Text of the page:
January 2006

Permanent page: The Track Plan

I based my track plan on Malcolm Furlow’s 8 x 10 San Juan Central.

Click for larger view

However I made the following changes:

  • Flipped the track plan right-to-left because that fit the room I was building in better.
  • Changed the plan to HO standard gauge with 18” minimum radius curves.
  • Specified #5 turnouts.
  • Set track “zero” height at 53-1/2” above the floor.

Because HO needs more “shoulder room” than HOn3, 18” radius turns and #5’s are bigger than the 16-18” turns and #4’s of the original plan, and because the room can fit it; I increased the size of the layout one foot on the long axis so my plan is 8’ x 11’ and is fit into a 10’ x 14’ room.

As far as the schematic layout of the tracks, curve for curve, tunnel for tunnel, bridge for bridge, the only change I made was to completely redesign the tracks at Montrose, turning it into a seaport (Tiburbon on my layout) and add a wye behind Tincup leading off through a bookcase to staging tracks in the corner.

Like the Frenchman’s Axe: the handle replaced three times, the head replaced twice, but still the same axe – I consider my plan to be largely the same as Furlow’s SJC despite all my tweaks.

I used the 3rd PlanIt CAD system (http://www.trackplanning.com/3pi.htm) to draw my track plan. Once you are up the learning curve, CAD systems offer many benefits. I’ve had work related experience with CAD systems and while 3rd PlanIt is not flawless it is certainly good enough to have been a great help in planning the layout. I would recommend it to others and there are two good Yahoo! Groups that provide community support:

3piusers • 3pi CAD Users

3rdPlanIt • 3rd PlanIt Users Group

Where did the CAD system help me the most?
Drawing the initial plan of your layout feels really hard in a CAD system compared to pencil and paper – so much so that you can begin to wonder if CAD is really the way to go.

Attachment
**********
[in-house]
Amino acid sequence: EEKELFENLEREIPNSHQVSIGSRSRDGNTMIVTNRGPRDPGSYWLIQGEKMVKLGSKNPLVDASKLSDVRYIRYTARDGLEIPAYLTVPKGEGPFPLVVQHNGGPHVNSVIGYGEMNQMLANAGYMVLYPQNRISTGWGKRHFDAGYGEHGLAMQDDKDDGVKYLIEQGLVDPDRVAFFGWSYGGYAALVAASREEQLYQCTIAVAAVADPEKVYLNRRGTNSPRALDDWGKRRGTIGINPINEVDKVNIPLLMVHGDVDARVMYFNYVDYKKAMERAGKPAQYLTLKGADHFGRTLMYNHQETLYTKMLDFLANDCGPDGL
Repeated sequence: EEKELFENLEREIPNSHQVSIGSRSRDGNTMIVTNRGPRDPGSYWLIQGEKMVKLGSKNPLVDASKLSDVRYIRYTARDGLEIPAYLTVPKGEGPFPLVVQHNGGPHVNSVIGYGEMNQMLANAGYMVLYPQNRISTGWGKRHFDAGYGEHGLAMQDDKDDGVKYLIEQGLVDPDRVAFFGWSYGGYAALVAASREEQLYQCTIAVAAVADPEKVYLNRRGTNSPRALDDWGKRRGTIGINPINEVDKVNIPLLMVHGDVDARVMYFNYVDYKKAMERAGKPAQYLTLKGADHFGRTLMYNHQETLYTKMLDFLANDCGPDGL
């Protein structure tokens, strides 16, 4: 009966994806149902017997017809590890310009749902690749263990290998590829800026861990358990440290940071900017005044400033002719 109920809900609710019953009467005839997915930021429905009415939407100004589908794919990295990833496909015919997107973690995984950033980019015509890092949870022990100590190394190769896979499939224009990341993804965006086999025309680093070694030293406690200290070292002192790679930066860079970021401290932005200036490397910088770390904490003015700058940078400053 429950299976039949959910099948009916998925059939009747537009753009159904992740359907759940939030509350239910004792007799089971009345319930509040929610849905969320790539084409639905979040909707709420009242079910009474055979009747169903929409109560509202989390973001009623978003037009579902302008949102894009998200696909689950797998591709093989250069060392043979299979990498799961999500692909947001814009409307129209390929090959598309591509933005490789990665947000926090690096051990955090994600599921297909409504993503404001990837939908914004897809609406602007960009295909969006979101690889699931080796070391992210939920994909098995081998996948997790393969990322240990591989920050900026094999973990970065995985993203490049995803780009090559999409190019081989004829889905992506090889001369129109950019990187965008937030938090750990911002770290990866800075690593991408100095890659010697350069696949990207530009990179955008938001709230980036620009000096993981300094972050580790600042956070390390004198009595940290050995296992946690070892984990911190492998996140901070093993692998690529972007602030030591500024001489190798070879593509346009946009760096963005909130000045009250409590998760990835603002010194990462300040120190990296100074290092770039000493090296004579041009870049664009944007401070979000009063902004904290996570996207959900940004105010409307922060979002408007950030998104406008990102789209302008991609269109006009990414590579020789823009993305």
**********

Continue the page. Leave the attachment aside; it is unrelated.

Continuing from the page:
The answer (for me) is YES, and here’s why: Plans change.

The initial CAD drawing may take longer to get down the first time than a cranking out a similar pencil and paper drawing but CHANGES to your plan are where the CAD simply kicks butt.

Here’s an example. I based my first draft using Walther’s Code 83 #4 turnouts. Then I went to order them. Turns out Walthers looked like they were going to be out of stock for weeks or months on those items. I changed course and decided to use Central Valley #5’s instead.

Using pencil and paper it would have taken me many hours to redraw the layout with different turnouts. In 3rd PlanIt it took less than an hour to make the change.

The other good thing a CAD system does is add up things like total track length, number of left/right turnouts, and tallies up the amount of lumber needed. I was able to get everything I needed in one trip to the lumber yard. I only had to go back once to buy one more 10-foot 1×4 because I made an oops and forgot to leave myself a long piece.

Stop when it’s Good Enough
3rd PlanIt has fairly deep terrain generating and editing capabilities but at that point in the process I made the decision that the time-to-benefit ratio was not good enough for me to go deeply into that on my plan. I used a modeling clay model of the layout to work out the 3D aspects of the scenery (I’ll write about that in a future post). However, I did use the CAD to make the templates for the model-of-the-model.

My plan and a 3D view appear below:

I based my layout on Malcolm Furlow’s San Juan Central in HOn3 as descibed in his MR articles and his book HO Narrow Gauge Railroad You Can Build: A Narrow Gauge Project Railroad.